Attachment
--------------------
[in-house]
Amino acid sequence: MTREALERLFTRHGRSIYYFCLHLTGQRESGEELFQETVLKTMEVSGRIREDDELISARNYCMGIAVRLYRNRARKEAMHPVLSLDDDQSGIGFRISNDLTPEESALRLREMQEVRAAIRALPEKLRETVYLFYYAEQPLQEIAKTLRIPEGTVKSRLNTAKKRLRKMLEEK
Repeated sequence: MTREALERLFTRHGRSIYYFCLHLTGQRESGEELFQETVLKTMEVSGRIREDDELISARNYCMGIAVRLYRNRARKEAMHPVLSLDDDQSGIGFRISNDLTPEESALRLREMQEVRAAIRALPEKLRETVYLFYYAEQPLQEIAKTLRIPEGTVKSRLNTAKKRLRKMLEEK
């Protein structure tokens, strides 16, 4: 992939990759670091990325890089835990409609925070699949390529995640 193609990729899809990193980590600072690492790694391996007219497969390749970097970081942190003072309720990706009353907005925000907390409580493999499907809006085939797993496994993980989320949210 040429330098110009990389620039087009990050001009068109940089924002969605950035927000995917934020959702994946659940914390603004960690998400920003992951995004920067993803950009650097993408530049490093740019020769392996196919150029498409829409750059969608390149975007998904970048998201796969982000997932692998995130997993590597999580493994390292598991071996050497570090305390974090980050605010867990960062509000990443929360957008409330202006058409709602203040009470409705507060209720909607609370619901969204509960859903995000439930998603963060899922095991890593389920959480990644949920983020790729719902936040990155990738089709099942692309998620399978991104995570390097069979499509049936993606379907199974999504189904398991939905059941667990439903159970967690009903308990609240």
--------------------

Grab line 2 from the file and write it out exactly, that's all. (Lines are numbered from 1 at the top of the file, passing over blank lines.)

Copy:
Amino acid sequence: MTREALERLFTRHGRSIYYFCLHLTGQRESGEELFQETVLKTMEVSGRIREDDELISARNYCMGIAVRLYRNRARKEAMHPVLSLDDDQSGIGFRISNDLTPEESALRLREMQEVRAAIRALPEKLRETVYLFYYAEQPLQEIAKTLRIPEGTVKSRLNTAKKRLRKMLEEK